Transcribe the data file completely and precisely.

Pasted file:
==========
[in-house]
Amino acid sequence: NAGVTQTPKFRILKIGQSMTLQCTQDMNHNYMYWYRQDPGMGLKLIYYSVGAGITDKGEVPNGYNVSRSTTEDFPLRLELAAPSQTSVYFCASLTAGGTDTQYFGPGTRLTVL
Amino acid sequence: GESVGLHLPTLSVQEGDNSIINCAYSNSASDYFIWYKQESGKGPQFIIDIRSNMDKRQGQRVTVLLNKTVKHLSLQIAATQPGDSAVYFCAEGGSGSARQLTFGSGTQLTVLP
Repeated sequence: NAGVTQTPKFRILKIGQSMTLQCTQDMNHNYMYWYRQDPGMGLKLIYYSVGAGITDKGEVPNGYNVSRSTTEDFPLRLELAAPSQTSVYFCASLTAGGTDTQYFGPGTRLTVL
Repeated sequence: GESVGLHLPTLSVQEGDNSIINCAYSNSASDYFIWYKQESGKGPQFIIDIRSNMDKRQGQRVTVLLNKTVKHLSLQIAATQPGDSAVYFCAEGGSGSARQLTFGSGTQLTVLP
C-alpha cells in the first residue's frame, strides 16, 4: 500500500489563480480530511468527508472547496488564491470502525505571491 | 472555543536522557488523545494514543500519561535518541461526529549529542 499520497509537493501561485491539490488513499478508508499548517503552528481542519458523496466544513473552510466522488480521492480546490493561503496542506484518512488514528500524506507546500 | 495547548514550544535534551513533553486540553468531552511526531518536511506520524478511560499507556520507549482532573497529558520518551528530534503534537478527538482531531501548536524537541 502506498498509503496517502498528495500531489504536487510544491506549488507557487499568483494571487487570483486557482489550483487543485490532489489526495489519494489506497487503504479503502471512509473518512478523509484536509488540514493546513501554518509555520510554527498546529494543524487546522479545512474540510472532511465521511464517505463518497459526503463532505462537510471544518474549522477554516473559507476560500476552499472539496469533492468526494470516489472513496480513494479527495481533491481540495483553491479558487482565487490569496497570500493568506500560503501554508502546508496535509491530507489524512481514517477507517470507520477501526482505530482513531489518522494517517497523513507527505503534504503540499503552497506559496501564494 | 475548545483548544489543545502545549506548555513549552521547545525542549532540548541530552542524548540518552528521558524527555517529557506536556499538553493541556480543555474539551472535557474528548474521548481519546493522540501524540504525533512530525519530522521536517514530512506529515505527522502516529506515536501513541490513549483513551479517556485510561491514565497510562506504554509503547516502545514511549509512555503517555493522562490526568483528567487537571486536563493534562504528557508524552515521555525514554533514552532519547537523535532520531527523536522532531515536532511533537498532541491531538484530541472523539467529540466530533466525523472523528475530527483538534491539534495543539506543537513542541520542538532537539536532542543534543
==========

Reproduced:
[in-house]
Amino acid sequence: NAGVTQTPKFRILKIGQSMTLQCTQDMNHNYMYWYRQDPGMGLKLIYYSVGAGITDKGEVPNGYNVSRSTTEDFPLRLELAAPSQTSVYFCASLTAGGTDTQYFGPGTRLTVL
Amino acid sequence: GESVGLHLPTLSVQEGDNSIINCAYSNSASDYFIWYKQESGKGPQFIIDIRSNMDKRQGQRVTVLLNKTVKHLSLQIAATQPGDSAVYFCAEGGSGSARQLTFGSGTQLTVLP
Repeated sequence: NAGVTQTPKFRILKIGQSMTLQCTQDMNHNYMYWYRQDPGMGLKLIYYSVGAGITDKGEVPNGYNVSRSTTEDFPLRLELAAPSQTSVYFCASLTAGGTDTQYFGPGTRLTVL
Repeated sequence: GESVGLHLPTLSVQEGDNSIINCAYSNSASDYFIWYKQESGKGPQFIIDIRSNMDKRQGQRVTVLLNKTVKHLSLQIAATQPGDSAVYFCAEGGSGSARQLTFGSGTQLTVLP
C-alpha cells in the first residue's frame, strides 16, 4: 500500500489563480480530511468527508472547496488564491470502525505571491 | 472555543536522557488523545494514543500519561535518541461526529549529542 499520497509537493501561485491539490488513499478508508499548517503552528481542519458523496466544513473552510466522488480521492480546490493561503496542506484518512488514528500524506507546500 | 495547548514550544535534551513533553486540553468531552511526531518536511506520524478511560499507556520507549482532573497529558520518551528530534503534537478527538482531531501548536524537541 502506498498509503496517502498528495500531489504536487510544491506549488507557487499568483494571487487570483486557482489550483487543485490532489489526495489519494489506497487503504479503502471512509473518512478523509484536509488540514493546513501554518509555520510554527498546529494543524487546522479545512474540510472532511465521511464517505463518497459526503463532505462537510471544518474549522477554516473559507476560500476552499472539496469533492468526494470516489472513496480513494479527495481533491481540495483553491479558487482565487490569496497570500493568506500560503501554508502546508496535509491530507489524512481514517477507517470507520477501526482505530482513531489518522494517517497523513507527505503534504503540499503552497506559496501564494 | 475548545483548544489543545502545549506548555513549552521547545525542549532540548541530552542524548540518552528521558524527555517529557506536556499538553493541556480543555474539551472535557474528548474521548481519546493522540501524540504525533512530525519530522521536517514530512506529515505527522502516529506515536501513541490513549483513551479517556485510561491514565497510562506504554509503547516502545514511549509512555503517555493522562490526568483528567487537571486536563493534562504528557508524552515521555525514554533514552532519547537523535532520531527523536522532531515536532511533537498532541491531538484530541472523539467529540466530533466525523472523528475530527483538534491539534495543539506543537513542541520542538532537539536532542543534543